Date of Award

2004

Level of Access

Campus-Only Thesis

Degree Name

Master of Science (MS)

Department

Forest Resources

Advisor

William H. Livingston

Second Committee Member

Jeremy Wilson

Third Committee Member

D. Bryan Dail

Abstract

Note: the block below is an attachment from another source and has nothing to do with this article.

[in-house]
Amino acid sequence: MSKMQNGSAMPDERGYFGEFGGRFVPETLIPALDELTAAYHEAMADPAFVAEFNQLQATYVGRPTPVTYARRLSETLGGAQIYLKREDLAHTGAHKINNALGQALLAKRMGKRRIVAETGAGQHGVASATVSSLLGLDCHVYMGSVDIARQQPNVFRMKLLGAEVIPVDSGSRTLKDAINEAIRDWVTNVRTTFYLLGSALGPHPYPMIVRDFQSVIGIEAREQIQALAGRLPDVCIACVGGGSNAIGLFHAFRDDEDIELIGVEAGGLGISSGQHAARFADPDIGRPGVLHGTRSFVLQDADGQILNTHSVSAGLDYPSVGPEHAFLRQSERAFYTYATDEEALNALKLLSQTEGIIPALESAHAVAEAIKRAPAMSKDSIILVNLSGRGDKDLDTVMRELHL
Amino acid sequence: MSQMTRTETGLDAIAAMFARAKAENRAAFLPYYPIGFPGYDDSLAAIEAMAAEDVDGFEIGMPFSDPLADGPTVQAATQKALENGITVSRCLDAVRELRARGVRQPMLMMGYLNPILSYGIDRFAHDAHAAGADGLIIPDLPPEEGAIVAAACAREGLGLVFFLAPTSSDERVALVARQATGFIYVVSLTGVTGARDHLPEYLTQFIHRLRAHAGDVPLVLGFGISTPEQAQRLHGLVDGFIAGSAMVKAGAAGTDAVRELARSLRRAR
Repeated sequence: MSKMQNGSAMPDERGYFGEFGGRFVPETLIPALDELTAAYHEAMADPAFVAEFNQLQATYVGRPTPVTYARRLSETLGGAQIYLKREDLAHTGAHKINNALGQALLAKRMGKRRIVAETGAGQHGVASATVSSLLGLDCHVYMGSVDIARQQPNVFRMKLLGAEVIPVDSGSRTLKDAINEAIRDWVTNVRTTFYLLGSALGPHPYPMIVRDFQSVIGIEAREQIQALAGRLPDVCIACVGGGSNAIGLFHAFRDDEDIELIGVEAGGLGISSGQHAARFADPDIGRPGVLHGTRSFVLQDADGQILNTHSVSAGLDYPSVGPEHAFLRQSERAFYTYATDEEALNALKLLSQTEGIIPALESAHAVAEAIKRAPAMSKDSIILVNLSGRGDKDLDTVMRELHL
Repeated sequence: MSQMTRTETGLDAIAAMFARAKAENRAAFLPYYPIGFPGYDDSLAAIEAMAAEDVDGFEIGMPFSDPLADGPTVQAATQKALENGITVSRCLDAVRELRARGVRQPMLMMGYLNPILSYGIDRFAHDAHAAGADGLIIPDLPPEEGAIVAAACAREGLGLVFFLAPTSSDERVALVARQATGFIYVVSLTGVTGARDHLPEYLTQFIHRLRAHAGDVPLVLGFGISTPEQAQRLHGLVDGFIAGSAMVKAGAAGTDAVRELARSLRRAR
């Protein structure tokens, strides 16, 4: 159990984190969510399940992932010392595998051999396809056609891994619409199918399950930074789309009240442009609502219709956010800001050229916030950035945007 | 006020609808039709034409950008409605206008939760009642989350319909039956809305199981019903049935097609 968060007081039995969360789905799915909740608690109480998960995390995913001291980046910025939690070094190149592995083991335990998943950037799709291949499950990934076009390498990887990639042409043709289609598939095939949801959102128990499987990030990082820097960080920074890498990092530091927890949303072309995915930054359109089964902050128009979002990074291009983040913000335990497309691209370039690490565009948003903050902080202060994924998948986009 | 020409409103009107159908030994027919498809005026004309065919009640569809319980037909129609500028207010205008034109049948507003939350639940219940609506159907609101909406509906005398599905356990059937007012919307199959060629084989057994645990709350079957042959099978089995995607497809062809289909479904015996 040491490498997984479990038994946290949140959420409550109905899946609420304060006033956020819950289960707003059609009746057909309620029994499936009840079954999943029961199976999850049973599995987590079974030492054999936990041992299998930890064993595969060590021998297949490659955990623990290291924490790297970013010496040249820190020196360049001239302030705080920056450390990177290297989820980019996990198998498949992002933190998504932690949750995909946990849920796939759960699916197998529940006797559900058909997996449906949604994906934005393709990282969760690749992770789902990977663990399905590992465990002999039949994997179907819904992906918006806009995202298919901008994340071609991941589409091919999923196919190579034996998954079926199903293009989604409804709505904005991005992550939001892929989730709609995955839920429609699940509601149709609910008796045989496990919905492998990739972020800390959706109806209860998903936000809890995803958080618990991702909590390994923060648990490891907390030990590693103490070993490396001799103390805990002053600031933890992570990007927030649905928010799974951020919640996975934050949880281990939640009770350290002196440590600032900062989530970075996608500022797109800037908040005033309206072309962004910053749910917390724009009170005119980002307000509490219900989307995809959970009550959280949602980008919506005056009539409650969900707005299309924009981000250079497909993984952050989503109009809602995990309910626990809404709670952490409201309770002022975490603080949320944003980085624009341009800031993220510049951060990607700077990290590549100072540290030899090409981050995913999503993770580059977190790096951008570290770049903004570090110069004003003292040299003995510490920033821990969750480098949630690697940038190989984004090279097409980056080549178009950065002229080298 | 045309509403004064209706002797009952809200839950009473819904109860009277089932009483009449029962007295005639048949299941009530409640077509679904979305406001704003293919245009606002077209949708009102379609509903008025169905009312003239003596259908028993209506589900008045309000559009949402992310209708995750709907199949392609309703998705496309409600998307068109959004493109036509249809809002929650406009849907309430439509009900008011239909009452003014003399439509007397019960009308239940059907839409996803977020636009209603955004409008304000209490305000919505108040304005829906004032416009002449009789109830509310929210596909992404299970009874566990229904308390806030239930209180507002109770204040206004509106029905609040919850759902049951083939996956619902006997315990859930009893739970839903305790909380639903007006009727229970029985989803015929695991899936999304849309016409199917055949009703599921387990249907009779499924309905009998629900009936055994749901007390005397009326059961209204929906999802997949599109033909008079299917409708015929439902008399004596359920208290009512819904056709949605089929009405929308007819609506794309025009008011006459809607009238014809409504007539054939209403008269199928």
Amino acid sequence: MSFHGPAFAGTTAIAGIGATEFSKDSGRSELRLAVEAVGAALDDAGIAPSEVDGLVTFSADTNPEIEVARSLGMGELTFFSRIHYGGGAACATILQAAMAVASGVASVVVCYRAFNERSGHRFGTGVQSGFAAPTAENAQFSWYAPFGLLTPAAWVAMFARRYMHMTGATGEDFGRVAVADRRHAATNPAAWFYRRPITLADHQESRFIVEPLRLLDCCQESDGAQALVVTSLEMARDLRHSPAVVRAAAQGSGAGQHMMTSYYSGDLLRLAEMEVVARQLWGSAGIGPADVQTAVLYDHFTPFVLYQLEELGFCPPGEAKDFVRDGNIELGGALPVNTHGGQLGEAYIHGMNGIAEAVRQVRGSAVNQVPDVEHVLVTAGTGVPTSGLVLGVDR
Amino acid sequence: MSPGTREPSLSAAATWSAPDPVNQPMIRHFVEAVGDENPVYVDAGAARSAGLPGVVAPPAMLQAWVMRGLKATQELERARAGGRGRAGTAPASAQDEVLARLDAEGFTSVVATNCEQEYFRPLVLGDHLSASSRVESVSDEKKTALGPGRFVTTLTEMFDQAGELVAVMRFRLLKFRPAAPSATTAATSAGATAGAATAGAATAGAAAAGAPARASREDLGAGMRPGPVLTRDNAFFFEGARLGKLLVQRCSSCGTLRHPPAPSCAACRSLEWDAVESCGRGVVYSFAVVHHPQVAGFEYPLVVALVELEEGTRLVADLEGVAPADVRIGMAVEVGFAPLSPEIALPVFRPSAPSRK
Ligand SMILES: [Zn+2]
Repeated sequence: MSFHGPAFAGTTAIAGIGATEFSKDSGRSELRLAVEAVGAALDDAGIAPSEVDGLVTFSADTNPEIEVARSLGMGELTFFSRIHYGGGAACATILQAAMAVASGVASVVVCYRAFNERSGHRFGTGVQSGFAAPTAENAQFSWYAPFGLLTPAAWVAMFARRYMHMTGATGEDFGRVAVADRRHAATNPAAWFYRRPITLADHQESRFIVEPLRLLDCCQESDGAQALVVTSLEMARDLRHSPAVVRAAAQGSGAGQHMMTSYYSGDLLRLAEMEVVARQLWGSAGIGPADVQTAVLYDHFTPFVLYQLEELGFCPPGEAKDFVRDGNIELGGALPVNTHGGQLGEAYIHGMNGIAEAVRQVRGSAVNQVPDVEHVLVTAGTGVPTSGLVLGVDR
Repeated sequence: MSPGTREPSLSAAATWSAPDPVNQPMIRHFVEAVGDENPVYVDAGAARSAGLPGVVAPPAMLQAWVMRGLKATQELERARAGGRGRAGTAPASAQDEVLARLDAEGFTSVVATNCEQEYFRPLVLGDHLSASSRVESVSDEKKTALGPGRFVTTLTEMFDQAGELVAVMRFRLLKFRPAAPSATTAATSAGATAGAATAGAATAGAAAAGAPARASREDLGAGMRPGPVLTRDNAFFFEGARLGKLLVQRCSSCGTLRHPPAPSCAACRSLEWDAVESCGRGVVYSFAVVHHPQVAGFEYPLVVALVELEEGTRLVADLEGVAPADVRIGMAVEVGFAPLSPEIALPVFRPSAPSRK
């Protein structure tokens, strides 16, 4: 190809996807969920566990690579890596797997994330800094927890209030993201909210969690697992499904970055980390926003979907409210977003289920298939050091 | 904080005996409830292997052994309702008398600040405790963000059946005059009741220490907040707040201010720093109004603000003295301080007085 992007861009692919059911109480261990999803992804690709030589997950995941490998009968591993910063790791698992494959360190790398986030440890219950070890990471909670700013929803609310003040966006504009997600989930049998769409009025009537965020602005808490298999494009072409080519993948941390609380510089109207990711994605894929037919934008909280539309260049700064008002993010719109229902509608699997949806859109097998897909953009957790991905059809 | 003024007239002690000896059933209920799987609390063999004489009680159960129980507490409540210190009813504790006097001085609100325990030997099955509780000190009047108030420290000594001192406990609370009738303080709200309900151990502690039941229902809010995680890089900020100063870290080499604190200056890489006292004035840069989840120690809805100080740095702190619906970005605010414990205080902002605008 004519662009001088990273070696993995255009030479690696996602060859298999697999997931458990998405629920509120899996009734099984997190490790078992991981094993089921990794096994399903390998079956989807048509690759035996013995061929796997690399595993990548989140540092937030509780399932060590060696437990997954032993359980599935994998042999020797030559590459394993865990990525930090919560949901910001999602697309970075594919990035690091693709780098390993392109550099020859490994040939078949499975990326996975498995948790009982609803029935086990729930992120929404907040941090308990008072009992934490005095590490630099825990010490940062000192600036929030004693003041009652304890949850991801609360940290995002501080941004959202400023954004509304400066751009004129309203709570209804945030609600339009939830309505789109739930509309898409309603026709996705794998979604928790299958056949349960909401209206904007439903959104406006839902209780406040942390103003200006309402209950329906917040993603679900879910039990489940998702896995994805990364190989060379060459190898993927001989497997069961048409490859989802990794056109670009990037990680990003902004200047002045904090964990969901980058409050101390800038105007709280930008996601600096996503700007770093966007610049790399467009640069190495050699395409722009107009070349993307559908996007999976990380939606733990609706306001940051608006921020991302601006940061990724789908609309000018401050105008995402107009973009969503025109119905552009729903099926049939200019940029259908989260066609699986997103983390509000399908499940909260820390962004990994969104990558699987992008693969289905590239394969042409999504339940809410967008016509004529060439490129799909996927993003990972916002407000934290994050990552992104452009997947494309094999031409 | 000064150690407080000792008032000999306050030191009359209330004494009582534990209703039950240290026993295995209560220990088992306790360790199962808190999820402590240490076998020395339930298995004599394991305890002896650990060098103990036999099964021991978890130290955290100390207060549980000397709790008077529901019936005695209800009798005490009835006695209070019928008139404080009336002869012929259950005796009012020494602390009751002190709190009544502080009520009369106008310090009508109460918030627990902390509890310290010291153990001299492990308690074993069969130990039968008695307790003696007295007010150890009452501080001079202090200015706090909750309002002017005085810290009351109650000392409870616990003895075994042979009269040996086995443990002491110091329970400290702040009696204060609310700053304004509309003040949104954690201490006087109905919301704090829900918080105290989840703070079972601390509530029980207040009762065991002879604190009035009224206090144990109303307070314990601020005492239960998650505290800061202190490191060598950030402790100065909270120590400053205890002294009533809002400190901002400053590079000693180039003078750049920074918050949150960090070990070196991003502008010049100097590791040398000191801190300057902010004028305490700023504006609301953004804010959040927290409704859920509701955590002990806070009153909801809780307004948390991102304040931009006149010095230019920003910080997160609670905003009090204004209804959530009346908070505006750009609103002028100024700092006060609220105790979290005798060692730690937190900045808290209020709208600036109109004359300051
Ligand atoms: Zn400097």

White Pine Decline is characterized by thinning of the crown and mortality (26% of basal area) in pole-sized stands in southern Maine. Most dead trees had their last year of growth in 1996 or 1997. Recent studies have demonstrated that the drought of 1995 incited the decline, and that potential rooting depth of less than 30 cm is a key predisposing factor. White pine rooting depths can be limited by plow pans, high water table, shallow bedrock, or lithological discontinuities (fine texture soils overlaying coarse texture soils). Many white pines regenerated on potentially rooting restricted sandy soils after extensive farm abandonment in southern Maine. This study estimated the occurrence and distribution of white pine stands in southern Maine (York and southern Oxford counties) that are at risk to White Pine Decline due to shallow rooting depths. Digitized soil maps were overlaid with satellite cover types to indicate potential areas where white pine is growing on soil types that may have a restrictive layer. Based on this map, 39 sample sites were established in 2003 using a random selection of locations. White pine growth and productivity, as well as potential rooting depth, were measured in 4 subplots at each location. Twenty-three locations were found to have potential rooting restrictions that predispose white pine to decline incited by drought, but only eight locations had restrictions that were less than 30 cm deep, and indication of sites at high risk to White Pine Decline. Analysis of variance showed relationships between restricted rooting and growth inhibition for diameter breast height (DBH) and sapwood area. A 20% reduction in BDBH (P = 0.032) and a 33% reduction in sapwood area (P = 0.057) were observed in ca. 60 yr old trees next to soil pits showing rooting barriers within 50 cm of the surface. Soil analysis verified the field observations detecting presence of significant soil textural changes (P < 0.001) from loamy sand (81.6% sand) in the B-horizon to coarse sand (90% sand) in the C-horizon. White pine roots were rarely found (8 of 36 soil pits) below these textural changes. The conclusions of this study show that soils at risk to White Pine Decline are widely scattered across the area but can reduce diameter growth of individual white pine that grow with the localized restrictions. Stand densities should be kept low to reduce the likelihood of the onset of White Pine Decline.

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